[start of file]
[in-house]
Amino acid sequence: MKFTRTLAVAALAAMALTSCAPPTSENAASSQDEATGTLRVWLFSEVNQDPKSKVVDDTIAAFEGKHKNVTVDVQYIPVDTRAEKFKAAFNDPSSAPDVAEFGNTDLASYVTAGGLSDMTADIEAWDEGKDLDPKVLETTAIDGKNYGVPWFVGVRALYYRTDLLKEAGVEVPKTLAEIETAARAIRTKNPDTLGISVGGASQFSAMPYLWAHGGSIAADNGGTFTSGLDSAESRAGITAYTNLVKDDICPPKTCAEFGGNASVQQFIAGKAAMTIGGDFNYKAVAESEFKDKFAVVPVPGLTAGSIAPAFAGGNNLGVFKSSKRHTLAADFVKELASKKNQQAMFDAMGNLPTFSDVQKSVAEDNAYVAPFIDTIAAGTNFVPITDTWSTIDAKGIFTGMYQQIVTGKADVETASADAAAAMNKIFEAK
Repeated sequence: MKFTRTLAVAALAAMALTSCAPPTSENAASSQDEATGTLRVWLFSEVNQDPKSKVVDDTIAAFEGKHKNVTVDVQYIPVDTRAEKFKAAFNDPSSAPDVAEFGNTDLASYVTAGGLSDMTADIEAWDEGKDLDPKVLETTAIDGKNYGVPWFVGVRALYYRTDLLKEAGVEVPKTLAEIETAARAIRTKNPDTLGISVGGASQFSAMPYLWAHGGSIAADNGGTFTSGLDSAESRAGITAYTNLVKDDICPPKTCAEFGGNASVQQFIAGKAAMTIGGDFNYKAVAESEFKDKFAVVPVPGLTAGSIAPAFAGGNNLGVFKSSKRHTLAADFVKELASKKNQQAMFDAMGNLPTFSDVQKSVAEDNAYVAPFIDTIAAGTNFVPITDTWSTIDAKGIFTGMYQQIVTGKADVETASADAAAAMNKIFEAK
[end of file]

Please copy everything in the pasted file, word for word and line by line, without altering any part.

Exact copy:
[in-house]
Amino acid sequence: MKFTRTLAVAALAAMALTSCAPPTSENAASSQDEATGTLRVWLFSEVNQDPKSKVVDDTIAAFEGKHKNVTVDVQYIPVDTRAEKFKAAFNDPSSAPDVAEFGNTDLASYVTAGGLSDMTADIEAWDEGKDLDPKVLETTAIDGKNYGVPWFVGVRALYYRTDLLKEAGVEVPKTLAEIETAARAIRTKNPDTLGISVGGASQFSAMPYLWAHGGSIAADNGGTFTSGLDSAESRAGITAYTNLVKDDICPPKTCAEFGGNASVQQFIAGKAAMTIGGDFNYKAVAESEFKDKFAVVPVPGLTAGSIAPAFAGGNNLGVFKSSKRHTLAADFVKELASKKNQQAMFDAMGNLPTFSDVQKSVAEDNAYVAPFIDTIAAGTNFVPITDTWSTIDAKGIFTGMYQQIVTGKADVETASADAAAAMNKIFEAK
Repeated sequence: MKFTRTLAVAALAAMALTSCAPPTSENAASSQDEATGTLRVWLFSEVNQDPKSKVVDDTIAAFEGKHKNVTVDVQYIPVDTRAEKFKAAFNDPSSAPDVAEFGNTDLASYVTAGGLSDMTADIEAWDEGKDLDPKVLETTAIDGKNYGVPWFVGVRALYYRTDLLKEAGVEVPKTLAEIETAARAIRTKNPDTLGISVGGASQFSAMPYLWAHGGSIAADNGGTFTSGLDSAESRAGITAYTNLVKDDICPPKTCAEFGGNASVQQFIAGKAAMTIGGDFNYKAVAESEFKDKFAVVPVPGLTAGSIAPAFAGGNNLGVFKSSKRHTLAADFVKELASKKNQQAMFDAMGNLPTFSDVQKSVAEDNAYVAPFIDTIAAGTNFVPITDTWSTIDAKGIFTGMYQQIVTGKADVETASADAAAAMNKIFEAK